For the latest classic car news, features, buyer’s guides and classifieds, sign up to the C&SC newsletter here
The Ferrari earned its place in the final with victory at the Cavallino Classic in January 2019 and took on the winners of other top concours events at the final in Paris last night (6 February).
And victory must have been all the sweeter for its owner Andreas Mohringer – the car was one of the losing finalists last year.
It’s been a quite a journey for the Ferrari, which started life in fine fashion with an appearance at the New York International Auto Show in 1959.
It then took to the track at major US circuits including Watkins Glen and Daytona, but a blown motor at Virginia International Speedway in May 1960 led to it being left, unclaimed, at a New York customs facility.
Incredibly, it remained there until 1963 – seemingly the victim of prohibitively high repair costs – until it was bought in April of that year for roughly $1000.
It subsequently moved between owners across the world over the next five decades until Mohringer, its current owner, purchased it in 2013, then commissioned a complete restoration by classic specialists Paul Russell and Company.
The restoration was clearly a success, with the car winning its class at the 2017 Pebble Beach Concours d’Elegance then taking Best of Show at the 2018 Concorso d’Eleganza Villa d’Este, followed by its Best of Show triumph at the Cavallino Classic last year.
It faced stiff competition for the ultimate accolade, with the other seven finalists all having good claims to the title.
Also in the running this year was Robert Kudela’s Figoni et Falaschi-bodied 1948 Talbot-Lago Grand Sport Coupé, star of Classic & Sports Car’s December 2019 issue, which scooped Best of Show at Salon Privé last September.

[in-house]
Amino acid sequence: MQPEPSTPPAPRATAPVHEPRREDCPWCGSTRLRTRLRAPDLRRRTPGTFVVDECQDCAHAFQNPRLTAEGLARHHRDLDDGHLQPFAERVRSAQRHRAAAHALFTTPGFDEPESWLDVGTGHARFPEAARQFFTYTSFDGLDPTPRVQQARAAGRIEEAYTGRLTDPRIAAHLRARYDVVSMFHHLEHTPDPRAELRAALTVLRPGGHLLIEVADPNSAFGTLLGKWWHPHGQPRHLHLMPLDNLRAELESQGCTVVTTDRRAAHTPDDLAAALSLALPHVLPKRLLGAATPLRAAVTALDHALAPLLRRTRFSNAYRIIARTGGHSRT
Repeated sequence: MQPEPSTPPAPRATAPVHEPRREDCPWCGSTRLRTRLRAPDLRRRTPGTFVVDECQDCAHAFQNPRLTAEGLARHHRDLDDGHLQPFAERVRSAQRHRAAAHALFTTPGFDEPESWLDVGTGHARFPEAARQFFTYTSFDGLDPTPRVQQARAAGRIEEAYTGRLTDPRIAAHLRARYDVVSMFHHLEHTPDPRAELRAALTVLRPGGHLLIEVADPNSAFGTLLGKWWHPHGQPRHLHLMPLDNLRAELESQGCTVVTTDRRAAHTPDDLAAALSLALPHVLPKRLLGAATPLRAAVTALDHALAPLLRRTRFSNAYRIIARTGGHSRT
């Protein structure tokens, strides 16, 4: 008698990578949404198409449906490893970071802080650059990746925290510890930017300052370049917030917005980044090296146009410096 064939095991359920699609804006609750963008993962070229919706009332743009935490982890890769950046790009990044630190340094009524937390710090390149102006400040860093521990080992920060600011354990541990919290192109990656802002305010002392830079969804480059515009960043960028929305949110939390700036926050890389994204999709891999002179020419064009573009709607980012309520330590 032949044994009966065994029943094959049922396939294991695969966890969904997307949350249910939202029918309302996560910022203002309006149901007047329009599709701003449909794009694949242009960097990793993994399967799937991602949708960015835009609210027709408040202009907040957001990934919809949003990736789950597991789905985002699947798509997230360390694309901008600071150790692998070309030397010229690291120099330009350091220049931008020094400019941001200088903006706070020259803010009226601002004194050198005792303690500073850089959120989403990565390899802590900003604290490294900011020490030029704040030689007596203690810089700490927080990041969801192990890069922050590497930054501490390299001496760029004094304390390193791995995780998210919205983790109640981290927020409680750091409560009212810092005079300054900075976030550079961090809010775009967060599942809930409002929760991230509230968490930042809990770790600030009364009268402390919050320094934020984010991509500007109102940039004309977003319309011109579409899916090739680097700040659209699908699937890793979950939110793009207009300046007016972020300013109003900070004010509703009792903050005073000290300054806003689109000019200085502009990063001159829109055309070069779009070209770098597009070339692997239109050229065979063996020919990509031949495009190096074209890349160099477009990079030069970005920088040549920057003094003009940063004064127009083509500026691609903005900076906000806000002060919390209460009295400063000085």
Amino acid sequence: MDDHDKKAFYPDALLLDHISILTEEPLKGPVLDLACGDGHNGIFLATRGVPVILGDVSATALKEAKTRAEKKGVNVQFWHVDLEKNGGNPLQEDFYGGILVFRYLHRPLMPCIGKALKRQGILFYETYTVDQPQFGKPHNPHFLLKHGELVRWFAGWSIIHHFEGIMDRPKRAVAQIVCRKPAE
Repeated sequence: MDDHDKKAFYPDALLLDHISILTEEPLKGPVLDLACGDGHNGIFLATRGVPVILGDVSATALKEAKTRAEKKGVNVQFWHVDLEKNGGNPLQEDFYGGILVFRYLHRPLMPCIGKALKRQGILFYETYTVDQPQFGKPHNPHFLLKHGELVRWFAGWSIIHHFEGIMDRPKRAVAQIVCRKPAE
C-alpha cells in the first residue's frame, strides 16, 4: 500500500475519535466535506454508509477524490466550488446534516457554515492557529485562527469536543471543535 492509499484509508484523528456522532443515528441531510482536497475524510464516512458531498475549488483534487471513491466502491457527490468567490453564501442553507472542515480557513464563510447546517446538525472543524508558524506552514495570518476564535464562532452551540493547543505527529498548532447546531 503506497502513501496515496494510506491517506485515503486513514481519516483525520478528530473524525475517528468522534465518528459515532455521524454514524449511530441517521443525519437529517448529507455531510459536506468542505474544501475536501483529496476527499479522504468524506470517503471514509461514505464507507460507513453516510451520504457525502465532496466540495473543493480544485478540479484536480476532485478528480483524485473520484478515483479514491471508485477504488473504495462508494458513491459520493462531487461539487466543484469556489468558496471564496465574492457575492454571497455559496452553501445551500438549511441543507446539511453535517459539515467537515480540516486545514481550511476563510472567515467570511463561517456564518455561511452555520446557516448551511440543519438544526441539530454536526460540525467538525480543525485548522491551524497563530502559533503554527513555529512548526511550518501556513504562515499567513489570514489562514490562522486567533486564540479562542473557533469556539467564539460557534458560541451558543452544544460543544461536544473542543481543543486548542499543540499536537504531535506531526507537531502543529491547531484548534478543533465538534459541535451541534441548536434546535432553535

Nicolas Edel’s 1950 Abarth 205 Monza Berlinetta, which took top honours at last summer’s Goodwood’s Cartier Style et Luxe Concours d’Elegance, was also a finalist, as was the 1931 Stutz DV32 Convertible Victoria with LeBaron coachwork that was Best of Show at The Quail, A Motorsports Gathering.
The shortlist was rounded off by Jon Fasal’s 1919 Rolls-Royce Silver Ghost Torpedo Skiff by Barker, which claimed the biggest prize at Hampton Court Palace’s Concours of Elegance, plus two Bentleys – fittingly, given that last year was the marque’s centenary.
One belongs to the award’s co-founder, Sir Michael Kadoorie, and is a 1931 8 Litre Dual Cowl Tourer bodied by Gurney Nutting that qualified having won at Pebble Beach last summer, while the other is the Chantilly Arts & Elégance-winning 1931 8 Litre Foursome Coupé by Freestone & Webb.
But the judges, including Jay Leno, Nick Mason and Henry Ford III, ultimately decided to make the Ferrari the fifth winner of the prestigious award.
“It is difficult as a judge to choose a winner for The Peninsula Classics Best of the Best Award because each vehicle has already been selected as one of the best and most prestigious in the world and they’re all immaculate,” said Leno. “For 2019, we selected the Ferrari due to its extremely detailed history, including its racing heritage. Of course, it’s also an incredibly beautiful vehicle.”
And Mohringer was certainly in agreement with that statement: “This Ferrari is the ultimate combination of beautiful Scaglietti coachwork and racing pedigree,” he said. “After restoring this extremely noteworthy car back to its former glory, it is an absolute joy to share it with the world.
“We're thrilled that the judges have recognised how special this vehicle is and it is a great honour to be presented with this prestigious award.”